Dr. Bonner is a regular participant and presenter at the Society for Police and Criminal Psychology, an eclectic professional organization that encourages the scientific study of police and criminal psychology and the application of scientific knowledge to problems in criminal justice.
Bonner has also presented at the professional conferences of the Society of Police and Criminal Psychology, the American Psychological Association, and Professional Training Resources, Inc. Examples include, A Successful Rural Mult-jurisdictional CIT Program: A
Quantitative & Qualitative 10 Year Review, presented at the 2017 APA Annual
Conference; “Recruiting and hiring minorities into policing, with international
considerations,” in International Journal of Crime, Law and Social Issues; “The Intersection between law enforcement and persons with a mental illness,” in Crime, Punishment, and the Law; and “Doing more with less: The advantage of reserve officers in law enforcement,” in Innovations in Police Volunteering.
Dr. Bonner has taught multiple courses at the North Delta Regional Police Academy, including courses such as Emotionally Disturbed Persons–Mental Illness, Deescalation, Stress Management, Cultural Diversity, and Police Survival.
The nominating psychologist said, “Dr. Bonner’s and her colleague’s work has been different because it trains police and first responders to think through these necessary specifics. She addresses unusual situations, but situations that might not be unusual to first responders.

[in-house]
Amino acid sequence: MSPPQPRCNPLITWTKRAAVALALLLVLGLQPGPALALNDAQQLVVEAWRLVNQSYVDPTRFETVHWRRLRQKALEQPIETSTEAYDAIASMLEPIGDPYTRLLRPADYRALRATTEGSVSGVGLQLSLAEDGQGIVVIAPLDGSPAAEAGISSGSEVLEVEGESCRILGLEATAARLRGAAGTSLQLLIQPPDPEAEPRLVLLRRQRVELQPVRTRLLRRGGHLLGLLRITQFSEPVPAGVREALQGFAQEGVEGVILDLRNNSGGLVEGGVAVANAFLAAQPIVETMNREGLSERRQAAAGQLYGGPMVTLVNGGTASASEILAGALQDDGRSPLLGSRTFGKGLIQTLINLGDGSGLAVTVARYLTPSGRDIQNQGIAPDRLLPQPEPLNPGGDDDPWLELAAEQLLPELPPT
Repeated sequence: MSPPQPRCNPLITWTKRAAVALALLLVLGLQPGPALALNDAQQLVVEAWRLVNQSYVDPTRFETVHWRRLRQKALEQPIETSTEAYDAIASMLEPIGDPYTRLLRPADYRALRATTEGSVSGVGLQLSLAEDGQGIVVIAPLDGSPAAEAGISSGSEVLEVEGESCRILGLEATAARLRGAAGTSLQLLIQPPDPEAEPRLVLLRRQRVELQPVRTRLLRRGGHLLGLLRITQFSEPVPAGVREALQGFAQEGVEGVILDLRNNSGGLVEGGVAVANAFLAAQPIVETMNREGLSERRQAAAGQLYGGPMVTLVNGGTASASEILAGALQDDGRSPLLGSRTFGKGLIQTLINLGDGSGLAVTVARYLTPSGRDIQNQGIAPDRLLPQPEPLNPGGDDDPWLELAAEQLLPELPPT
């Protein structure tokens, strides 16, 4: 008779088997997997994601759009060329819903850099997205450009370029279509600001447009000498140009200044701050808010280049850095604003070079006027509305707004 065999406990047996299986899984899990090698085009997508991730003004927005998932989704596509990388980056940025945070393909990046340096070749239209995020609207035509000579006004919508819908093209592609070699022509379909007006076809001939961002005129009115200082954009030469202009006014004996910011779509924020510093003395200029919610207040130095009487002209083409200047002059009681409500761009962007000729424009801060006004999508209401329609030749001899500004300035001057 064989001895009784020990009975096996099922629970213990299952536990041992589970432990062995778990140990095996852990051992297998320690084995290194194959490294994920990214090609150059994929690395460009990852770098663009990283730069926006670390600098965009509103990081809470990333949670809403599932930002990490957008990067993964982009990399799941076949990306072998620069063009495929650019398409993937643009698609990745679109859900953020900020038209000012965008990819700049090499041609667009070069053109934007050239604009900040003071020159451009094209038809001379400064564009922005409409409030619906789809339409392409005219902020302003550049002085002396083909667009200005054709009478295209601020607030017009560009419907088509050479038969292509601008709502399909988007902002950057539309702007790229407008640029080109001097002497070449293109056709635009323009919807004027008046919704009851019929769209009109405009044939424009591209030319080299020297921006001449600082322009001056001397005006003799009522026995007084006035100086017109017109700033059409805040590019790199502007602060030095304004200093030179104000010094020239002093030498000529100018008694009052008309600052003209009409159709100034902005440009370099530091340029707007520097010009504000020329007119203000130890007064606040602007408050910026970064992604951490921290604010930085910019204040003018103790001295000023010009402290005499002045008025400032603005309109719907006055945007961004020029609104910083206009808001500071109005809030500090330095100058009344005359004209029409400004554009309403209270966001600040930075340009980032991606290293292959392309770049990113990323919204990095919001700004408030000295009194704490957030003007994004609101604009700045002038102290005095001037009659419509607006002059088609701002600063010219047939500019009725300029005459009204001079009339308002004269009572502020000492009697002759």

“Evidence shows that they reduce the use of deadly and inappropriate police actions by giving participants opportunities to learn and to think through and rehearse. They do not provide miracles, but they help us come closer to where we all want to be as a society.
“She, her husband, a former detective, with a great deal of ‘street credibility,” and colleagues can reach the people, the fellow officers, the paramedics, the fire personnel, the prison guards and correction personnel, that most of us academics just cannot. They can, have, and will continue to be able to address racism, culturalism, classism, and inequalities because they have an authenticity gained through years of experience and a much-earned trust.”
In a recent Times interview about Police Psychology, Dr. Bonner said that not only do psychologists need to stick to their scientific base of facts, but to be truly helpful and comprehensive, psychologists must learn the culture and work environment law-enforcement personnel.
“We must learn and understand the culture and environment that they work in,” she
said. “We cannot leave our office, open a book, lecture to them for two hours on mental illness, and expect it to make a difference. We must spend time with them, go on ride-alongs –at midnight, experience some of their training classes. We must understand them, how to talk to them, the best methods for them to learn…” she said.
“Psychology has much to offer. However, we cannot dabble in research and training with law enforcement,” she warns. “We must be committed and remember our roots of scientific research and competencies. That is how we can make a difference. And, it is an extremely worthwhile endeavor.”
Selection for awards were made by
members of the Louisiana Psychological
Association’s awards committee composed
of Drs. Mike Chafetz, Beth Caillouet
Arredondo, Brian Mizuki, Kim VanGeffen,
and Laurel Franklin. The committee
accepts nominations from the community